March and April traditionally offer plenty of opportunities for local travellers to explore the countryside and visit their favourite watering holes. The Breede River is a popular attraction and a lifeline to many farmers and hospitality businesses in the region. News reports that an unknown number of juvenile Nile crocodiles had escaped from a legal breeding facility outside of Bonnievale on 3 March 2021 therefore came as a shock.
“So many producers have started focusing on tourism in the last 10-15 years to supplement their farming income,” explains Van Loveren brand manager and Bonnievale resident Bonita Malherbe. “In many cases tourism has become the main source of income. The loss of this, on top of the losses that the alcohol bans entailed, leaves them in an extremely difficult position.”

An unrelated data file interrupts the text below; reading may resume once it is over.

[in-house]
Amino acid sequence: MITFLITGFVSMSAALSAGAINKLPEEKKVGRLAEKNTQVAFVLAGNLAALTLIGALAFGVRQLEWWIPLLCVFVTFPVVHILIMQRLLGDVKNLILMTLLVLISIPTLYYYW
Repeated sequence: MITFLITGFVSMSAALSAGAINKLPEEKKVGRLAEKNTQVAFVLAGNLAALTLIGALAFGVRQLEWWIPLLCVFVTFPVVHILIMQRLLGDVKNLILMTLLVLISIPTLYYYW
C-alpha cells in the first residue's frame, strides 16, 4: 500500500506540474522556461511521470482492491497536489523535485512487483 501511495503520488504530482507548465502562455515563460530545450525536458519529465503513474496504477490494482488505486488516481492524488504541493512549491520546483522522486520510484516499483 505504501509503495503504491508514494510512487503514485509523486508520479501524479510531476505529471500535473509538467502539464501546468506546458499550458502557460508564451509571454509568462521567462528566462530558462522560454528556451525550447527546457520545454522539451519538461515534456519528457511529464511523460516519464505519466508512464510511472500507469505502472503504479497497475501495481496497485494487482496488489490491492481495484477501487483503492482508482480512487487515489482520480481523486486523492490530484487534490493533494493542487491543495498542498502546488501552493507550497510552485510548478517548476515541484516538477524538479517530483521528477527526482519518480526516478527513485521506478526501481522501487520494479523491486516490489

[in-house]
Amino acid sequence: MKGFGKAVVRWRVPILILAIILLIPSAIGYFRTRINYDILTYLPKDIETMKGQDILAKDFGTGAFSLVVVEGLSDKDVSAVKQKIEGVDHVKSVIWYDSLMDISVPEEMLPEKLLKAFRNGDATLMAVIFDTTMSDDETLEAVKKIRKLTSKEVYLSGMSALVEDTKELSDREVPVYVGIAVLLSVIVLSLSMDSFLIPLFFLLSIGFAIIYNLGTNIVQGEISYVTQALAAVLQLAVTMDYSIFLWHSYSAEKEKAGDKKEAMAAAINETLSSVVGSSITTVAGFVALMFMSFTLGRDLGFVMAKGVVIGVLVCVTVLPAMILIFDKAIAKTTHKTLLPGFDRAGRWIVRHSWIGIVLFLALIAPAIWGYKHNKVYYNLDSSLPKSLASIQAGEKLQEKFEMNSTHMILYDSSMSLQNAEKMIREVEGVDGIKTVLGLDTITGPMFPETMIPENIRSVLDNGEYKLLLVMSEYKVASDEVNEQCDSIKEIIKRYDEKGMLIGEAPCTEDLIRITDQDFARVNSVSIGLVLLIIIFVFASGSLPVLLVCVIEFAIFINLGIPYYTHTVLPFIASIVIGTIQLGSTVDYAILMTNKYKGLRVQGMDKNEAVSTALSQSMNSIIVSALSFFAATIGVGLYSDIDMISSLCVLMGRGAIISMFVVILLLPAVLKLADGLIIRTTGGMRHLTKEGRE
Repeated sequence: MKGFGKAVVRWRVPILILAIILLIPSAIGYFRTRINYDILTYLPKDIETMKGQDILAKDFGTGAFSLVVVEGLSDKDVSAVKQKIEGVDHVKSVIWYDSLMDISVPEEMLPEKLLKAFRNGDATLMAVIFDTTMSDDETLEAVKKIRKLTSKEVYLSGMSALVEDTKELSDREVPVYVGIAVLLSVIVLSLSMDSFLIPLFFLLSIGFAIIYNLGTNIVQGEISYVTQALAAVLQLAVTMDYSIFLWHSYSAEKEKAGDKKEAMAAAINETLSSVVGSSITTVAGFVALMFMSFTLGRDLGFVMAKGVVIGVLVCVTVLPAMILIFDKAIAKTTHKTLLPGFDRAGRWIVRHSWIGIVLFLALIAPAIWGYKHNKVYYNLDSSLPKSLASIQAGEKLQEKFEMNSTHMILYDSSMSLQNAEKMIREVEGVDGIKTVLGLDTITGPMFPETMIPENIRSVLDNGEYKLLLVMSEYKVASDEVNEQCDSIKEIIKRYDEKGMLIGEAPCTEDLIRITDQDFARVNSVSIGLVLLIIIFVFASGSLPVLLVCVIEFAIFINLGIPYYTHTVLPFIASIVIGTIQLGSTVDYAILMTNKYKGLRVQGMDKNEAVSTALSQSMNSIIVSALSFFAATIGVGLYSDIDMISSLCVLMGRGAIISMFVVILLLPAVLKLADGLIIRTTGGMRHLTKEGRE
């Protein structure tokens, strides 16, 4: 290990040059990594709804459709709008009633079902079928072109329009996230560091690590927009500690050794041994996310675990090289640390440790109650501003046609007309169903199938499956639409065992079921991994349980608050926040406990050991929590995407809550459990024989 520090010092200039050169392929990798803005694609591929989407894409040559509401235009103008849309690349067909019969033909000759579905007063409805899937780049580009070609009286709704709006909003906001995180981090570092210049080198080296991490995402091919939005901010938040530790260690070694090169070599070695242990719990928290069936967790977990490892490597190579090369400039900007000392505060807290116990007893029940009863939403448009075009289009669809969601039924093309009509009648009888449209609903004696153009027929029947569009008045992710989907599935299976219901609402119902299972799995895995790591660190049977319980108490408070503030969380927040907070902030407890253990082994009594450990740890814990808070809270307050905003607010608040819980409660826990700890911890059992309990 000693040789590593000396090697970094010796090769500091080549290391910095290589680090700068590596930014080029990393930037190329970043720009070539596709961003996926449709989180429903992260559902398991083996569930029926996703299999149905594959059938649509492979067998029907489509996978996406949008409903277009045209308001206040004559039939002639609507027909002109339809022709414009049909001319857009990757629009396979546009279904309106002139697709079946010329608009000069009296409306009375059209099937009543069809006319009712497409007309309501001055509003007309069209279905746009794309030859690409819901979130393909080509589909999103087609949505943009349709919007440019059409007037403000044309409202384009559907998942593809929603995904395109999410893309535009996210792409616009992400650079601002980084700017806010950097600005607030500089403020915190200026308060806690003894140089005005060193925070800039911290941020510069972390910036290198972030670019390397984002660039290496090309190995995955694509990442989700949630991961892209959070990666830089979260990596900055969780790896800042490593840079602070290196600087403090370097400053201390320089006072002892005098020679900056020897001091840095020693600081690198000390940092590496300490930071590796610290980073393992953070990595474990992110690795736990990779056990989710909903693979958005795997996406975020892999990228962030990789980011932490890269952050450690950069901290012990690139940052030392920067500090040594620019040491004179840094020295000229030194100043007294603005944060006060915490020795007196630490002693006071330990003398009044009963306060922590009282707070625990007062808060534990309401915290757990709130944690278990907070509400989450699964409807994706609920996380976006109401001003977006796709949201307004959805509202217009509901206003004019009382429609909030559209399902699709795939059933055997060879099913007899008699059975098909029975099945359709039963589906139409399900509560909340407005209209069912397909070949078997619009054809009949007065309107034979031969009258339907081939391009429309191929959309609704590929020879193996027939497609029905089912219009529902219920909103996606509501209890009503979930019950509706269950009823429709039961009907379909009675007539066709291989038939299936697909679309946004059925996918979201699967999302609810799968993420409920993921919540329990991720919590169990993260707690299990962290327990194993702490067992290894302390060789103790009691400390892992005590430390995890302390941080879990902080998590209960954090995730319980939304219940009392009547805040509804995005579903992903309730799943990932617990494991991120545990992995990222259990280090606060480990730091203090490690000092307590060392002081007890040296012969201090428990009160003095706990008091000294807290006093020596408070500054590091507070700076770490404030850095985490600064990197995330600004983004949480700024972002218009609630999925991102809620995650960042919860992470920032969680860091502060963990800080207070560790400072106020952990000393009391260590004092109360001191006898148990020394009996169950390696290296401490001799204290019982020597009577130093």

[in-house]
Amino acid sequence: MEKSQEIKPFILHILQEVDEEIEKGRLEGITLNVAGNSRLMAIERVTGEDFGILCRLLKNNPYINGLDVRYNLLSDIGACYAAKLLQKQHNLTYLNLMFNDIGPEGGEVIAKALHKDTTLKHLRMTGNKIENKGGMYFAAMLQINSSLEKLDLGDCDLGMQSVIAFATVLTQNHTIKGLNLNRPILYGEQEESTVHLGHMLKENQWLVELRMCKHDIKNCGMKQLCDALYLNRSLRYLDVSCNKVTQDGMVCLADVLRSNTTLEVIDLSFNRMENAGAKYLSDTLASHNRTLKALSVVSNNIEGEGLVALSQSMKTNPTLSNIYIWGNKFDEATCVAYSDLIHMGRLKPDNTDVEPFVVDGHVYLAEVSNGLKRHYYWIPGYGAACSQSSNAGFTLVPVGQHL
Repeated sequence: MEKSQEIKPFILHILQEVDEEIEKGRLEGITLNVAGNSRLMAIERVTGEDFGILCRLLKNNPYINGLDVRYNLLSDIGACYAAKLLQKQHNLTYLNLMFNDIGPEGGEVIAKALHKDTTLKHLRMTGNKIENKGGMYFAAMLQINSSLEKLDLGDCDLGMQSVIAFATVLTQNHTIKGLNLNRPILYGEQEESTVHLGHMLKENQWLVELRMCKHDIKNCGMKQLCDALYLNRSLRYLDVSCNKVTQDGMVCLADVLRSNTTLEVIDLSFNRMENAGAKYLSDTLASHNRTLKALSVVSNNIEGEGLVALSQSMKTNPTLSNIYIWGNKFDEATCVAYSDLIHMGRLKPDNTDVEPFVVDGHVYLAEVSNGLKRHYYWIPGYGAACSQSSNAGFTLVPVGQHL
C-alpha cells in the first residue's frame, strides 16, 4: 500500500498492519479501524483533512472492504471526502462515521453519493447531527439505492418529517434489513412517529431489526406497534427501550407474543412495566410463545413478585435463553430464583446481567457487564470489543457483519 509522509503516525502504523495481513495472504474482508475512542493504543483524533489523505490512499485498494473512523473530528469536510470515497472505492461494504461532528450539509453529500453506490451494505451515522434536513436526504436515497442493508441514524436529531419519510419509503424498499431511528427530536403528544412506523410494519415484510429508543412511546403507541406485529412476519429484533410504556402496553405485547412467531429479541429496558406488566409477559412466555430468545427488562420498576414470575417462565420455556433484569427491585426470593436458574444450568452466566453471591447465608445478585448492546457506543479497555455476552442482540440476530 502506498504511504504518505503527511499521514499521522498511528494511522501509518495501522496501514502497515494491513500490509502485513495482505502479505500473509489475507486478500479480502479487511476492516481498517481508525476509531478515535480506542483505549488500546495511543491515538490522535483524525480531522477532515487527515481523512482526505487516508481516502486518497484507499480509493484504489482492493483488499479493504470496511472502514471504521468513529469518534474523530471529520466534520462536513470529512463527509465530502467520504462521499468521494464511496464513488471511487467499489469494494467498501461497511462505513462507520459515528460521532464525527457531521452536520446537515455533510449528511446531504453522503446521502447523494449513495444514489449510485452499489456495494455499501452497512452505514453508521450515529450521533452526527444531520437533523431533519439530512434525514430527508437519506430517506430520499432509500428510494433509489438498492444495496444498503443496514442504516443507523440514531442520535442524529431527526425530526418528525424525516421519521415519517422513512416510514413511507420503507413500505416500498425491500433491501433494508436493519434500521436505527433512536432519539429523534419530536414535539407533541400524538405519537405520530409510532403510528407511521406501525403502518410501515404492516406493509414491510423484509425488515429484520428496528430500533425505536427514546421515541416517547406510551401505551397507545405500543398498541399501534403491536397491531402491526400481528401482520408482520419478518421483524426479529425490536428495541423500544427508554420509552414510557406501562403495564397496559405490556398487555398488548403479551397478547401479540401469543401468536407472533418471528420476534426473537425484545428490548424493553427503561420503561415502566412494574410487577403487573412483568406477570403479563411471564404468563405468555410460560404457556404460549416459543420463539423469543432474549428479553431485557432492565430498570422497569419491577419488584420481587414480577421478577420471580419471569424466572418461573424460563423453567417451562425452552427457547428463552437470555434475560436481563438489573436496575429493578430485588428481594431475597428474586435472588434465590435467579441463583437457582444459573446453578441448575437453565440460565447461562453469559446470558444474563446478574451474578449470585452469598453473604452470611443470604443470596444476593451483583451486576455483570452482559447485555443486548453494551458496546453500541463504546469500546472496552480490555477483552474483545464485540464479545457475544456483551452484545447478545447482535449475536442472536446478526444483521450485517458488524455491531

Bonnievale is a tight-knit farming community, and guest house owners and proprietors along the river bank are always in touch, says Elzette Steyn, public relations officer at Weltevrede Estate who also wrote a Facebook post urging understanding. Almost every producer in the area has had to resort to some new or exotic crop for an alternative revenue stream, she says. “One of us started farming with crocodiles to secure an income for himself, his family and his workers. We’re all involved in these exotic farming practises to be able to stay in this town and area we love.”